Distinguished by its bullet-shaped head, the bullethead parrotfish is the most common of the 80 species of parrotfish and is also known as the daisy parrotfish, or uhu in Hawaii. Hawaiian folklore tells of the uhu being the parent of all fish in the sea, and is portrayed as social and handsome. However, Ōhua palemo" is a saying that refers to the slippery ʻōhua, the spawn of the uhu, and refers to one who is clever at getting out of mischief. These fish certainly do find mischief to get out! Males can be seen fighting by darting at each other and seizing one another’s beaks, twisting each other as they struggle for control until the weaker fish backs off. These fish won’t leave each other hanging when in need of a wingman though, as when it is time to spawn, they swim together looking for their mates.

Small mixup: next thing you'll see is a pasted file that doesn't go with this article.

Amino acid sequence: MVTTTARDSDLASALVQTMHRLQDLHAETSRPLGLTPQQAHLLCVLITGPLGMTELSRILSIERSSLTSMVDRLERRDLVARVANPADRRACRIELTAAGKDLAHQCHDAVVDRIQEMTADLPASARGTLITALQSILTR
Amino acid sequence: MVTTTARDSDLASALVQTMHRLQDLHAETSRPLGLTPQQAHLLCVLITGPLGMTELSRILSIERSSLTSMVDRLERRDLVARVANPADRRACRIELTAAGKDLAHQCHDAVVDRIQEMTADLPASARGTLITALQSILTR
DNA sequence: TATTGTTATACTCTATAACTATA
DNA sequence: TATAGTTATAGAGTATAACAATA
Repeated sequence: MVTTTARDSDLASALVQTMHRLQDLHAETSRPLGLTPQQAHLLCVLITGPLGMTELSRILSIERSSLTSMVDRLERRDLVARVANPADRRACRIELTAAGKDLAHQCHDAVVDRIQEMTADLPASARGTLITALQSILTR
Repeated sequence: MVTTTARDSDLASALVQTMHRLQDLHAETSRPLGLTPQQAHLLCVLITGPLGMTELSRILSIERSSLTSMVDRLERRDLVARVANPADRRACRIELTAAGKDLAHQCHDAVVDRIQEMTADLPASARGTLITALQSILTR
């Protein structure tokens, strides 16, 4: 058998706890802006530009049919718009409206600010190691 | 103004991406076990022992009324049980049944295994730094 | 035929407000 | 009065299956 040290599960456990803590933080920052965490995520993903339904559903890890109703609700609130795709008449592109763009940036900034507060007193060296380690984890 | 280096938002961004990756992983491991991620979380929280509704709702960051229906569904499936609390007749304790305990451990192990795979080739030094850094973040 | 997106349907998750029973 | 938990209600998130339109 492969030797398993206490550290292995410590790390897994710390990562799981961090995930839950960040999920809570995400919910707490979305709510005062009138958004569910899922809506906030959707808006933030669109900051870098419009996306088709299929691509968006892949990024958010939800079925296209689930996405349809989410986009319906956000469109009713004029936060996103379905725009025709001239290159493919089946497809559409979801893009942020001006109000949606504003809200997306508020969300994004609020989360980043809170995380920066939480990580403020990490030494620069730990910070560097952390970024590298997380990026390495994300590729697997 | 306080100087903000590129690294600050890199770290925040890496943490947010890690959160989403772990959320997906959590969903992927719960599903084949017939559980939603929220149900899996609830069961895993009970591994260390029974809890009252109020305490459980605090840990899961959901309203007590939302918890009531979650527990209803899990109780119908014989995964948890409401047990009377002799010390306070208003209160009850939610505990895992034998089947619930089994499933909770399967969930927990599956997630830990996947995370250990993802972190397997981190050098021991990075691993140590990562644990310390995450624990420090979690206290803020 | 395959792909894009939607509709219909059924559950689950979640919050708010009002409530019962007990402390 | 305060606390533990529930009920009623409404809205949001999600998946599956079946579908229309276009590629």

The bullethead parrotfish is a colorful fish that changes drastically from juvenile to adulthood and is quite variable in coloration. Juveniles have a black and white striped body with a light green head and dots on their necks. Adults generally have a bright blue-green body with edges of lavender and orange or yellow markings along the sides, with males being brighter than females. They can be found mainly in the shallower depths of coral reefs in the Indian and Pacific Oceans including the Red Sea.
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